News and Announcements / News and Announcements

The Rockefeller Foundation & Mae Fah Luang Foundation Pilot Remote Sensing Technology To Protect Forests in Thailand’s DTDP Area

Representatives from The Rockefeller Foundation and The Mae Fah Luang Foundation at the kick-off meeting in Bangkok.

~ The Mae Fah Luang Foundation under Royal Patronage (MFLF) launches a pioneering remote sensing technology development in the coffee plantations to control an expansion of economic forest, thus protecting biodiversity and ensuring the integrity of carbon credit measurements.

~ The Rockefeller Foundation supports the initiative with a USD 200,000 grant aimed at enhancing applied remote sensing to preserve conservation forest areas.

CHIANG RAI, THAILAND | June 13, 2024 ― The Rockefeller Foundation has awarded the Mae Fah Luang Foundation under the Royal Patronage (MFLF) with a USD 200,000 grant to develop remote sensing technology that monitors forest encroachment and advance a model that can be applied and scaled to other regions. Initially deploying this technology to monitor coffee plantations in the Doi Tung Development Project (DTDP) area, a mountainous region in the Thai highlands of Chiang Rai, the MFLF will manage shade-grown coffee farms, monitor the expansion of economic forests to ensure the mitigation of forest encroachment, and improve the integrity of its carbon credit project, which is the largest nature-based carbon credit project in Thailand.

“Our support for MFLF’s remote sensing technology exemplifies our commitment to empowering communities at the forefront of climate action. By leveraging emerging technologies, this initiative aims to benefit such communities, strengthen local leadership, catalyze a vibrant carbon market, and set a new standard for high-integrity carbon credits,” said Deepali Khanna, Vice President, Asia Regional Office, The Rockefeller Foundation.

Through this grant, MFLF will develop of a field-tested application in the DTDP area, which includes 29 villages and its 12,682 residents, that will also serve as a platform for others to use to enhance accuracy in differentiating economic and conservation forests. Because coffee trees are commonly grown under shade, it can be difficult to prevent the expansion of coffee farms into protected forests, thereby destroying the biodiversity. In the long run, this technology could protect conservation forests, leading to the preservation of natural habitats, and prevent the valuable biodiversity loss in the DTDP area. In addition, with the ability to separate between economic and conservation forests, the DTDP can ensure the integrity of its carbon credit program.

The MFLF team will also engage coffee-growing communities to support the deployment of remote sensing techniques and the development of community-led solutions for forest conservation. Ultimately, this will reduce project development costs, enhance forest conservation efforts, and generate sustainable revenue for communities. MFLF plans to share this technology to other communities outside DTDP area to scale forest conservation initiatives nationwide.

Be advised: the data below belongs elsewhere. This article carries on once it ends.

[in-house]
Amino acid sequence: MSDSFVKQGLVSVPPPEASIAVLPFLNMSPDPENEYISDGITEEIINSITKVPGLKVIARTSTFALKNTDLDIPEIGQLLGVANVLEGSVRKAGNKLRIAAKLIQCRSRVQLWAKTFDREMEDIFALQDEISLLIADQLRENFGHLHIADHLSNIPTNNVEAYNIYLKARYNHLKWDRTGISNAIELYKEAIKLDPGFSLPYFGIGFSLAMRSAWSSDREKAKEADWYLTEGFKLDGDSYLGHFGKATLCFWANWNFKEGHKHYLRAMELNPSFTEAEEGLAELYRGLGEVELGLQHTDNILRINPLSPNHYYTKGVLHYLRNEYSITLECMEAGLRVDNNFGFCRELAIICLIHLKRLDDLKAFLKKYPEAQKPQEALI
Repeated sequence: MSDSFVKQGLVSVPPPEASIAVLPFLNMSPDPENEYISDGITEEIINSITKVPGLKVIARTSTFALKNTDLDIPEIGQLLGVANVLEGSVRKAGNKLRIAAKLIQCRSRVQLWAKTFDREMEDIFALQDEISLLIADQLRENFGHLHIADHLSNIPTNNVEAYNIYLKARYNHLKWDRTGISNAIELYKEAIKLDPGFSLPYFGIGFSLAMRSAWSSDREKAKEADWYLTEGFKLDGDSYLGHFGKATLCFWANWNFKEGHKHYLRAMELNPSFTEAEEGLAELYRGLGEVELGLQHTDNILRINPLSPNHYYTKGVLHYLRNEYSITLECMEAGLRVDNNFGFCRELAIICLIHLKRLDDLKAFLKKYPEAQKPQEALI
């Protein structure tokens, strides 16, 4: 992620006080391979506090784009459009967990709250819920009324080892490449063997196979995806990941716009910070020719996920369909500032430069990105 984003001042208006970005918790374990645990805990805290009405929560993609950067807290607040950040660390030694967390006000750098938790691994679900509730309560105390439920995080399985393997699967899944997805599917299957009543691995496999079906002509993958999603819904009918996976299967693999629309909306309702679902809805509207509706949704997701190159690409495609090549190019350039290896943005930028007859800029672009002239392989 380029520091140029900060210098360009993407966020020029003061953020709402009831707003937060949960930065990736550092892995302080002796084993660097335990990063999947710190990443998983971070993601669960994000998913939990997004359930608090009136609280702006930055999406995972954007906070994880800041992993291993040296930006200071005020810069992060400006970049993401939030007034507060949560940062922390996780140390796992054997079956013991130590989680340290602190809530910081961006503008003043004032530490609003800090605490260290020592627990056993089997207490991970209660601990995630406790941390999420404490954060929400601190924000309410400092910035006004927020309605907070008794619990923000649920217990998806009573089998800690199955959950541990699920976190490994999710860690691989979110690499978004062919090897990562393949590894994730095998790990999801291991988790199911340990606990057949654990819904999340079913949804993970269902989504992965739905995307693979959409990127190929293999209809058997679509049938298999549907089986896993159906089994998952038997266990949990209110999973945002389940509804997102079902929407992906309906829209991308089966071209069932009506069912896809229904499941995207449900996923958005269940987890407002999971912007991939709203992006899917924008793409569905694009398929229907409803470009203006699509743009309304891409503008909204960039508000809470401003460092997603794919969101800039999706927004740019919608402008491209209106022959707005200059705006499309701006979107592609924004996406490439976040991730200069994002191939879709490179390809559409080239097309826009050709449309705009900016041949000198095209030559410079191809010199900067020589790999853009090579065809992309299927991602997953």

The Mae Fah Luang Foundation has over 50 years of experience in area-based sustainable development, including reforestation and forest conservation. MFLF’s latest project, Community Forest for Carbon Credit, helped communities sell their carbon credit from forest protection activities in exchange for funding support from private sectors. The project distributed over 60% of private sectors payment directly to the community. Over the past four years, MFLF has registered approximately 50,000 hectares of community forest with Thailand Greenhouse Gas Management Organization (TGO), the country carbon credit registry system, making them the largest nature-based carbon credit project in the country.

Learnings from MFLF’s work with remote sensing technology at community-led projects will be shared through case studies and other activities, to facilitate transfer to other geographies and crop types. This grant reflects The Rockefeller Foundation’s commitment to partnering with organizations that demonstrate leadership and impact in climate action and community empowerment marking a significant step towards a more equitable and robust carbon market in Southeast Asia. The Rockefeller Foundation’s broader climate strategy focuses on transforming systems in food, health, energy, and finance to address the climate crisis. This approach showcases how emerging technologies can enhance market access for community-led initiatives and contribute to a just transition.

For more information about the Mae Fah Luang Foundation’s initiatives and The Rockefeller Foundation’s climate work, please visit and

About The Rockefeller Foundation

The Rockefeller Foundation is a pioneering philanthropy built on collaborative partnerships at the frontiers of science, technology, and innovation that enable individuals, families, and communities to flourish. We make big bets to promote the well-being of humanity. Today, we are focused on advancing human opportunity and reversing the climate crisis by transforming systems in food, health, energy, and finance. For more information, sign up for our newsletter at and follow us on X @RockefellerFdn and LI @the-rockefeller-foundation.

About Mae Fah Luang Foundation

The Mae Fah Luang Foundation under Royal Patronage aims to develop communities, society, environment, and cultures following the work of the Princess Mother in order to create happiness, sustainability, and stability. The Mae Fah Luang Foundation believes that “people” are both the root cause and the solution of social and environmental problems. We therefore begin with human development, since “no one wants to be bad, they just don’t have the opportunity to be good.”

Gurpratap Singh

The Rockefeller Foundation